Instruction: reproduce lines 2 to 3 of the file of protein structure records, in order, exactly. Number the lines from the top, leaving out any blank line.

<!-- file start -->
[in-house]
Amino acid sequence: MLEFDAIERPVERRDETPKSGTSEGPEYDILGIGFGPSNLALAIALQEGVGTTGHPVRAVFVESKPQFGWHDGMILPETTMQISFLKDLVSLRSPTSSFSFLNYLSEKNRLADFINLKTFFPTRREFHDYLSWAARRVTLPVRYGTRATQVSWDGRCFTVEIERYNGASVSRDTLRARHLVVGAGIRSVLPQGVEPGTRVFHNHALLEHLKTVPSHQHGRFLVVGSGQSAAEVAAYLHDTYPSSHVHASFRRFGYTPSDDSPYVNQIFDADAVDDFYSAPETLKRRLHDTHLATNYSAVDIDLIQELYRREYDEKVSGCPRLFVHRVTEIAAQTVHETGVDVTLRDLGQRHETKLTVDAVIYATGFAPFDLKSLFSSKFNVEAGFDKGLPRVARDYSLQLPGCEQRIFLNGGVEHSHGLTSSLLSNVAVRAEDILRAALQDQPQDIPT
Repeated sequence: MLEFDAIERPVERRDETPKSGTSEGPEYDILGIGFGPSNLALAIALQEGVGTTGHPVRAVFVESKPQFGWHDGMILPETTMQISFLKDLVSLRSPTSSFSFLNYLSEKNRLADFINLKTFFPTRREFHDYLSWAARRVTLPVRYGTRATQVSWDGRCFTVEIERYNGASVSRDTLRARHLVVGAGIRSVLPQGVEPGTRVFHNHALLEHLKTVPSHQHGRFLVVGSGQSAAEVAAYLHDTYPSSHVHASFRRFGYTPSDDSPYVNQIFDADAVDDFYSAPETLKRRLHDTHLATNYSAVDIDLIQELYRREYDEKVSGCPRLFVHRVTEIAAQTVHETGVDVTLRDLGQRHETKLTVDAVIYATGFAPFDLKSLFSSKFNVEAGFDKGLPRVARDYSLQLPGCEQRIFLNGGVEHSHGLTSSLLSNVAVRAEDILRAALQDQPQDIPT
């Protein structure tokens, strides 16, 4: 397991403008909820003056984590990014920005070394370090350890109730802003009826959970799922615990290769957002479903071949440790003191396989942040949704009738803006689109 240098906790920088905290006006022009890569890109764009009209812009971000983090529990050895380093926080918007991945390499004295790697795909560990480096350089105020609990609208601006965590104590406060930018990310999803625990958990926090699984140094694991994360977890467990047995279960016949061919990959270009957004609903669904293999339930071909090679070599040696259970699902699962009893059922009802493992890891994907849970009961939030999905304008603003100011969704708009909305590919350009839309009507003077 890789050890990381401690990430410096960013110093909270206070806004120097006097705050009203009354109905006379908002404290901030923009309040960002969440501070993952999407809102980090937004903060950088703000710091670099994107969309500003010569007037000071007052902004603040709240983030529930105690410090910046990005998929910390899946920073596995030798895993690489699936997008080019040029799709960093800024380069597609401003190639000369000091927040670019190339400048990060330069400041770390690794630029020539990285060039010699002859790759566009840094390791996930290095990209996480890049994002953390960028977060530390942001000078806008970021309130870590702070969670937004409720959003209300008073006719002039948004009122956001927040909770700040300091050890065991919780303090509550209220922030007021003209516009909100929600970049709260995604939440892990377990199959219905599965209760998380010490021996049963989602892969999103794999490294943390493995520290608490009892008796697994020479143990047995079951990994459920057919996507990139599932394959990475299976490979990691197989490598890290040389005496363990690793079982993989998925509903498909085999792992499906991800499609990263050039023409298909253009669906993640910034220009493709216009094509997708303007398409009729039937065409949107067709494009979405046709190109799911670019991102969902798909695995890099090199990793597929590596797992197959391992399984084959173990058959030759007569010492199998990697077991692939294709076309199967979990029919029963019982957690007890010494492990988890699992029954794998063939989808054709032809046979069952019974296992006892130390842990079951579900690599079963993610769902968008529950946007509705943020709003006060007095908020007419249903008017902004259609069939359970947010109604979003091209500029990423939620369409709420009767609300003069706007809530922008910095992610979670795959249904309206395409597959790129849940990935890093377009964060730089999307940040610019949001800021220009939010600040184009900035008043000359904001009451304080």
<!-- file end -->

Amino acid sequence: MLEFDAIERPVERRDETPKSGTSEGPEYDILGIGFGPSNLALAIALQEGVGTTGHPVRAVFVESKPQFGWHDGMILPETTMQISFLKDLVSLRSPTSSFSFLNYLSEKNRLADFINLKTFFPTRREFHDYLSWAARRVTLPVRYGTRATQVSWDGRCFTVEIERYNGASVSRDTLRARHLVVGAGIRSVLPQGVEPGTRVFHNHALLEHLKTVPSHQHGRFLVVGSGQSAAEVAAYLHDTYPSSHVHASFRRFGYTPSDDSPYVNQIFDADAVDDFYSAPETLKRRLHDTHLATNYSAVDIDLIQELYRREYDEKVSGCPRLFVHRVTEIAAQTVHETGVDVTLRDLGQRHETKLTVDAVIYATGFAPFDLKSLFSSKFNVEAGFDKGLPRVARDYSLQLPGCEQRIFLNGGVEHSHGLTSSLLSNVAVRAEDILRAALQDQPQDIPT
Repeated sequence: MLEFDAIERPVERRDETPKSGTSEGPEYDILGIGFGPSNLALAIALQEGVGTTGHPVRAVFVESKPQFGWHDGMILPETTMQISFLKDLVSLRSPTSSFSFLNYLSEKNRLADFINLKTFFPTRREFHDYLSWAARRVTLPVRYGTRATQVSWDGRCFTVEIERYNGASVSRDTLRARHLVVGAGIRSVLPQGVEPGTRVFHNHALLEHLKTVPSHQHGRFLVVGSGQSAAEVAAYLHDTYPSSHVHASFRRFGYTPSDDSPYVNQIFDADAVDDFYSAPETLKRRLHDTHLATNYSAVDIDLIQELYRREYDEKVSGCPRLFVHRVTEIAAQTVHETGVDVTLRDLGQRHETKLTVDAVIYATGFAPFDLKSLFSSKFNVEAGFDKGLPRVARDYSLQLPGCEQRIFLNGGVEHSHGLTSSLLSNVAVRAEDILRAALQDQPQDIPT